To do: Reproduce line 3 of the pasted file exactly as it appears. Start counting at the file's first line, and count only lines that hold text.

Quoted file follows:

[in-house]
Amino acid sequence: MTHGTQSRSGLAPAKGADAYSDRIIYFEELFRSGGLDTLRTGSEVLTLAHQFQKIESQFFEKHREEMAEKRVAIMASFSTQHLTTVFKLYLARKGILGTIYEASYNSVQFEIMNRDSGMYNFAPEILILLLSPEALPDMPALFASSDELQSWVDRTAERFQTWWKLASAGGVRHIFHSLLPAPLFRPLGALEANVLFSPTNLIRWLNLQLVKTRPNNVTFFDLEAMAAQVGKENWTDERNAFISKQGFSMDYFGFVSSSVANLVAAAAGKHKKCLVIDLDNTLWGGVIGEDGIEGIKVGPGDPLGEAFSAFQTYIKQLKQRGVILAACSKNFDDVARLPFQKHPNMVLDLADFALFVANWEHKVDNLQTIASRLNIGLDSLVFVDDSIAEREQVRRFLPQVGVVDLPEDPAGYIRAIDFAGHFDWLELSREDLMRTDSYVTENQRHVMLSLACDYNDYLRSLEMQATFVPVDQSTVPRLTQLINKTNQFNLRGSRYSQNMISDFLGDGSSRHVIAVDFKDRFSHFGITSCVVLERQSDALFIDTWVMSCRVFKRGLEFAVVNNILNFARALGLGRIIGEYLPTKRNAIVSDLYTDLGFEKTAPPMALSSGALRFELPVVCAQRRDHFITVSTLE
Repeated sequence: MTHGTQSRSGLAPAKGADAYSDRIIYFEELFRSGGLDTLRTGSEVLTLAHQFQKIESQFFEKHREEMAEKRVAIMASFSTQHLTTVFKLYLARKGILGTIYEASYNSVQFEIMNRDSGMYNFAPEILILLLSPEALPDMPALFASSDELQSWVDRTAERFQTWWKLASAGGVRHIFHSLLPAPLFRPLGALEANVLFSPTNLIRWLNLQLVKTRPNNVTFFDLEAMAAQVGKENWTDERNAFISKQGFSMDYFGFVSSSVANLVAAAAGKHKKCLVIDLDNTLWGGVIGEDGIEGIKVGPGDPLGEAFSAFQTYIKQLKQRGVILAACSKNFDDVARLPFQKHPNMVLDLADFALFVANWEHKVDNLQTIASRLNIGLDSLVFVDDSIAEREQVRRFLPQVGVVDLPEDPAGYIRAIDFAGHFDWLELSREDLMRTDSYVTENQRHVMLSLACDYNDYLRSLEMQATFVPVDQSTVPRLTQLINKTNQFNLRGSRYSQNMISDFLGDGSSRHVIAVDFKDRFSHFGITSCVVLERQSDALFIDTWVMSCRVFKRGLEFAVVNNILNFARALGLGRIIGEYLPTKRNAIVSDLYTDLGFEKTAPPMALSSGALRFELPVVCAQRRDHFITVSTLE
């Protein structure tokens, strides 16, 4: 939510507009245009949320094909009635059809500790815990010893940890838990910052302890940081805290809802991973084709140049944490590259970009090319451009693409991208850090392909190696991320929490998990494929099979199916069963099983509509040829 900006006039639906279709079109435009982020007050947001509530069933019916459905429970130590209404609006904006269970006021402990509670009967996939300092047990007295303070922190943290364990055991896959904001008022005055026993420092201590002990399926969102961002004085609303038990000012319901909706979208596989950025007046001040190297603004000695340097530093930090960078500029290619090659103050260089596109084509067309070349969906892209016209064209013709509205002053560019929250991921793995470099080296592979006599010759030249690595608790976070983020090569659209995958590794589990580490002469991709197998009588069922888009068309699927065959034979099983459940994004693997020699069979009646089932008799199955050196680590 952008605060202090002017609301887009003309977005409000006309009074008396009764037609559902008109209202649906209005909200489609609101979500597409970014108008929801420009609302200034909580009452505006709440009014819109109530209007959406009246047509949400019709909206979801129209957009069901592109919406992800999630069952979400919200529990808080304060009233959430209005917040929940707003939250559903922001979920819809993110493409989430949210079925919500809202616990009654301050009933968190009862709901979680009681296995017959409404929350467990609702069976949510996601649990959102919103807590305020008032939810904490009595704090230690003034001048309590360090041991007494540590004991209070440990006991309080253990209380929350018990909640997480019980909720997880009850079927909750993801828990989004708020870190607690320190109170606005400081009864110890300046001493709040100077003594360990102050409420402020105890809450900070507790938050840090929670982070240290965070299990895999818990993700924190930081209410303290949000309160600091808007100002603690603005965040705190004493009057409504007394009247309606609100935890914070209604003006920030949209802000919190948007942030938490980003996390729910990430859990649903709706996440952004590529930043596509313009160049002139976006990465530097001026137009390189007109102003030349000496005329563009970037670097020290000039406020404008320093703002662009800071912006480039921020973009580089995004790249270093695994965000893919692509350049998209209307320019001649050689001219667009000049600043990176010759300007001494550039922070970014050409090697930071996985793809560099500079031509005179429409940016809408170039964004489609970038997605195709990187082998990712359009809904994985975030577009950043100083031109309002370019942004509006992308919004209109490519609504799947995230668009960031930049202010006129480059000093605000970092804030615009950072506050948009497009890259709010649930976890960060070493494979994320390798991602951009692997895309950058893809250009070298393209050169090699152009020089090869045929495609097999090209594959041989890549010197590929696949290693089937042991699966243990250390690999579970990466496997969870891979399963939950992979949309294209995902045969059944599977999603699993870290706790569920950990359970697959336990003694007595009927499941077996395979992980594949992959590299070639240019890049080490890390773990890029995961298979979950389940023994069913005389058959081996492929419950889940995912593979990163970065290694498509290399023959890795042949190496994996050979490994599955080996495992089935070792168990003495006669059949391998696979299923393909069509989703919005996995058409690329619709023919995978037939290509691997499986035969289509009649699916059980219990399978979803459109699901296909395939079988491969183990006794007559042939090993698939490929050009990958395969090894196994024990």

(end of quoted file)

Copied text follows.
Repeated sequence: MTHGTQSRSGLAPAKGADAYSDRIIYFEELFRSGGLDTLRTGSEVLTLAHQFQKIESQFFEKHREEMAEKRVAIMASFSTQHLTTVFKLYLARKGILGTIYEASYNSVQFEIMNRDSGMYNFAPEILILLLSPEALPDMPALFASSDELQSWVDRTAERFQTWWKLASAGGVRHIFHSLLPAPLFRPLGALEANVLFSPTNLIRWLNLQLVKTRPNNVTFFDLEAMAAQVGKENWTDERNAFISKQGFSMDYFGFVSSSVANLVAAAAGKHKKCLVIDLDNTLWGGVIGEDGIEGIKVGPGDPLGEAFSAFQTYIKQLKQRGVILAACSKNFDDVARLPFQKHPNMVLDLADFALFVANWEHKVDNLQTIASRLNIGLDSLVFVDDSIAEREQVRRFLPQVGVVDLPEDPAGYIRAIDFAGHFDWLELSREDLMRTDSYVTENQRHVMLSLACDYNDYLRSLEMQATFVPVDQSTVPRLTQLINKTNQFNLRGSRYSQNMISDFLGDGSSRHVIAVDFKDRFSHFGITSCVVLERQSDALFIDTWVMSCRVFKRGLEFAVVNNILNFARALGLGRIIGEYLPTKRNAIVSDLYTDLGFEKTAPPMALSSGALRFELPVVCAQRRDHFITVSTLE